Part of the overall lure of the Romaine River is the fact that not only is it a river that very few kayak expeditions have completed, but with the major project that the province of Quebec and Quebec Hydro have undertaken on the river, you get the sense that the window is very small to paddle the river a the free flowing state.
The Romaine originates near the Quebec/Labrador border and travels all the way to the gulf of St Lawrence. In the past, the Innu population would use the frozen river as a ice highway to spend the winters in the dense boreal forest hunting and trapping. Today, there is no Innu that travel the river any longer due to the displacement by the province.
Our goal on the trip was to document the river on film in order to capture the beauty with hopes of sharing the river with those who will likely never experience a trip such as this.
We spent five and half days on the river and traveled over 200km through three canyons that contained a great deal of big water rapids that made for some incredible paddling. Our team of 9 consisted of a range of paddlers from Ontario, New York State, Colorado, and Vermont.
[caption id="attachment_3366" align="alignnone" width="300" caption="Back row: Morgan Boyles, Mike Kobzik, Bill Frazier, Matt Harrison, Christian Woodard Front Row: Phil LaMarche, Tom Vickery, Mike McKay, Matt Young"][/caption]
On trips like these, you really understand the team dynamics of expedition paddling.
As we reached the end of the third canyon we finally encountered the dam construction of Romaine 2. This is when we got the real evidence of the plans that are being put into action. The destruction that we were seeing was surreal. The push to get deeper into the wilderness in order to deforest, mine, and put up hydro electric complex consisted of blasting, channelizing sections of river, and the construction of roads and hydro lines.
One thing I noticed was the overall noise that went on all through the day and night. I thought to myself the effect it must have on the wildlife and how it disrupts the everyday life.
Another reality that struck me was that absolute destruction that it takes to construct dams of this magnitude. It is one thing for paddlers to see the final product. For instance, Summersville dam on the Gauley comes to mind. However, when you see the destruction of the land that goes into the construction, you think again. There is much more to all of this than just the dam itself.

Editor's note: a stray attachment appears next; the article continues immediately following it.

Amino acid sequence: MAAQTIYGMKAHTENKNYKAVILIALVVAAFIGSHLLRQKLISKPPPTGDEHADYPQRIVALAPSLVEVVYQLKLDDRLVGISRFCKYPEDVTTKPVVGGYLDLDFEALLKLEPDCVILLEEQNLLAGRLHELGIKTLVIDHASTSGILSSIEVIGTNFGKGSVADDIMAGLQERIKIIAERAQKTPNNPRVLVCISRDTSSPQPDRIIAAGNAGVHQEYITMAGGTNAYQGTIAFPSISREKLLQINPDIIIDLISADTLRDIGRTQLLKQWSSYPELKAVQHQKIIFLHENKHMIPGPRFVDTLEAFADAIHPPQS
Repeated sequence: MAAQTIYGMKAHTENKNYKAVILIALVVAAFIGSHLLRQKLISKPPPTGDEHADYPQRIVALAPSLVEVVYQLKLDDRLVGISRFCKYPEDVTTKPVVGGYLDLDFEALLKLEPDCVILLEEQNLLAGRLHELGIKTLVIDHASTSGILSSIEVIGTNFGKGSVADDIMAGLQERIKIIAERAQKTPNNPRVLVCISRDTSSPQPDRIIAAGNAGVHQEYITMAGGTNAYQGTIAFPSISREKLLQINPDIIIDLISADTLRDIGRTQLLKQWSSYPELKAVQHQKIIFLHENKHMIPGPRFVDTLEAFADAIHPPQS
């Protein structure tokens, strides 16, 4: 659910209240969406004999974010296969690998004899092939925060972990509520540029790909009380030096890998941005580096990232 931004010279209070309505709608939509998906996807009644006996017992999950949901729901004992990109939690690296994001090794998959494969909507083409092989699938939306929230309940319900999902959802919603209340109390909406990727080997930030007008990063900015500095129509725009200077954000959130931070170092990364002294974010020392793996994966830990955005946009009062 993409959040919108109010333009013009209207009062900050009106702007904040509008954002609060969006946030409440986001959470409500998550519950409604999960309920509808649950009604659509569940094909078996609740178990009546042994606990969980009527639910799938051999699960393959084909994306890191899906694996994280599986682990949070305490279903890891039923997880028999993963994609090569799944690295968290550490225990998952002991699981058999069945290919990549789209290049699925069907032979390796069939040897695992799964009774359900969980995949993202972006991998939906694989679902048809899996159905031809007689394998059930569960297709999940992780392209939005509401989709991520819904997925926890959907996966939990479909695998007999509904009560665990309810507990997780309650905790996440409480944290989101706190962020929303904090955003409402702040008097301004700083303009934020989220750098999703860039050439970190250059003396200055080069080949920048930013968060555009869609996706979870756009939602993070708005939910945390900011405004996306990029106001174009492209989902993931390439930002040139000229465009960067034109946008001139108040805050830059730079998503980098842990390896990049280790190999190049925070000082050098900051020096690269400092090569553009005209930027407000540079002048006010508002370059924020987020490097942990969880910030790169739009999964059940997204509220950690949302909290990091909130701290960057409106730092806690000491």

On a positive note, in the last week, the Innu won a major battle in the steps being taken to prevent this from happening. Armand Mackenzie, acting on behalf of the Innu people, received notice that the Federal Government has issued a stop to all construction on the Romaine River. This is done in the context that the government is going to be putting up more assessments in order to see the necessity of the project.
This strikes a major blow to the itinerary of the Plan du Nord by the province and Quebec Hydro. It is good timing too as many more rivers like the Romaine are now on the plate to be exploited for resources.
One of the most important aspects of all of this is that the exploitation is not even benefiting the province. Most of the contracting is international and the power is being sold to the US in areas like New York City.
This is all going to be explored in the next episode of Currents where I will be showcasing this story as well as incredible footage of the beautiful river. Keep your eyes on the Five2Nine page for that.
For now, here are some great pics of Mike Kobzik and I in our Level Six drysuits. Thanks Level Six for all the support with Currents.
All photos courtesy of Matt Young.
There will also be a segment on the Romaine in our upcoming feature: Better Than You Imagined.
Keep your eye on the Facebook page for all the details on premieres.